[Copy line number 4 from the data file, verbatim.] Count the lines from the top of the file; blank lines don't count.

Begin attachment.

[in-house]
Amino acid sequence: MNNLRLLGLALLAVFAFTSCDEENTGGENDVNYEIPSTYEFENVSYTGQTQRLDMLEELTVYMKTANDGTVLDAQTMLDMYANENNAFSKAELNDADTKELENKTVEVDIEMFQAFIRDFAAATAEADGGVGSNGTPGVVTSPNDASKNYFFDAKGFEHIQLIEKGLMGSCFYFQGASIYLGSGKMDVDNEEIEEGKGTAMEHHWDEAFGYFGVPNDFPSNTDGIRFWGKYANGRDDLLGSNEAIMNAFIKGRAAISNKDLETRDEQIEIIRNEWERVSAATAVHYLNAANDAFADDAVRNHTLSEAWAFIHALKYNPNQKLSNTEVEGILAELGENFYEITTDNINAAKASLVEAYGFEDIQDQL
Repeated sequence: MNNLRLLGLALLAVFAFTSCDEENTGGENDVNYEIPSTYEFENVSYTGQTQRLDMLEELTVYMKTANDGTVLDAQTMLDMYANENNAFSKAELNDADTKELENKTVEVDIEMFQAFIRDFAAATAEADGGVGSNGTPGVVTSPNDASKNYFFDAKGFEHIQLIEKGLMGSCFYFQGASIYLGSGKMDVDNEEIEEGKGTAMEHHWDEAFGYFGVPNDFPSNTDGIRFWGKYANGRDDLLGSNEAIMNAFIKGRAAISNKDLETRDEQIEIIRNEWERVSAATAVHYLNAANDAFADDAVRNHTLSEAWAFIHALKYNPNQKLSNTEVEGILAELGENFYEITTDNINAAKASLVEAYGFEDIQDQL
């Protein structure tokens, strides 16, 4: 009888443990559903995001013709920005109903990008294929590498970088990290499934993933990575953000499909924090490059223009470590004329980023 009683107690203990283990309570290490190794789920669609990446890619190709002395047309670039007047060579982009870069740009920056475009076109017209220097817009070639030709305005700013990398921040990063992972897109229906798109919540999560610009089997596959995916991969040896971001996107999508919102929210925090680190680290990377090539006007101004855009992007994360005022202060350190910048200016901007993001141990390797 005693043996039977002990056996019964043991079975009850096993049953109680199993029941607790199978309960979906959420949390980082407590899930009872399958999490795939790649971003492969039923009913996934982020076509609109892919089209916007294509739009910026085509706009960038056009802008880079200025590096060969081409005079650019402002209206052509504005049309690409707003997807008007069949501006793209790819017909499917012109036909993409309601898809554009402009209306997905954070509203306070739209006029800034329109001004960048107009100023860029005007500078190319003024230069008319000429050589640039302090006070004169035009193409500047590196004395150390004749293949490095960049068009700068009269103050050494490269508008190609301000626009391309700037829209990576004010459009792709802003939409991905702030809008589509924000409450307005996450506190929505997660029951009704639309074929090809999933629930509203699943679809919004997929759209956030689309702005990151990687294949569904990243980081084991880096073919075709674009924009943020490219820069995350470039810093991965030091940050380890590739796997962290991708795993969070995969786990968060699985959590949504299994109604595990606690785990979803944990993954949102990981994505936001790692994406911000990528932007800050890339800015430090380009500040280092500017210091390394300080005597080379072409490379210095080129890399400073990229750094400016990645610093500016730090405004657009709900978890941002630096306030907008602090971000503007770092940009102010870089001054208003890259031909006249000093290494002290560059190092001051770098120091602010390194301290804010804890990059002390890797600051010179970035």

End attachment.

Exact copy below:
């Protein structure tokens, strides 16, 4: 009888443990559903995001013709920005109903990008294929590498970088990290499934993933990575953000499909924090490059223009470590004329980023 009683107690203990283990309570290490190794789920669609990446890619190709002395047309670039007047060579982009870069740009920056475009076109017209220097817009070639030709305005700013990398921040990063992972897109229906798109919540999560610009089997596959995916991969040896971001996107999508919102929210925090680190680290990377090539006007101004855009992007994360005022202060350190910048200016901007993001141990390797 005693043996039977002990056996019964043991079975009850096993049953109680199993029941607790199978309960979906959420949390980082407590899930009872399958999490795939790649971003492969039923009913996934982020076509609109892919089209916007294509739009910026085509706009960038056009802008880079200025590096060969081409005079650019402002209206052509504005049309690409707003997807008007069949501006793209790819017909499917012109036909993409309601898809554009402009209306997905954070509203306070739209006029800034329109001004960048107009100023860029005007500078190319003024230069008319000429050589640039302090006070004169035009193409500047590196004395150390004749293949490095960049068009700068009269103050050494490269508008190609301000626009391309700037829209990576004010459009792709802003939409991905702030809008589509924000409450307005996450506190929505997660029951009704639309074929090809999933629930509203699943679809919004997929759209956030689309702005990151990687294949569904990243980081084991880096073919075709674009924009943020490219820069995350470039810093991965030091940050380890590739796997962290991708795993969070995969786990968060699985959590949504299994109604595990606690785990979803944990993954949102990981994505936001790692994406911000990528932007800050890339800015430090380009500040280092500017210091390394300080005597080379072409490379210095080129890399400073990229750094400016990645610093500016730090405004657009709900978890941002630096306030907008602090971000503007770092940009102010870089001054208003890259031909006249000093290494002290560059190092001051770098120091602010390194301290804010804890990059002390890797600051010179970035």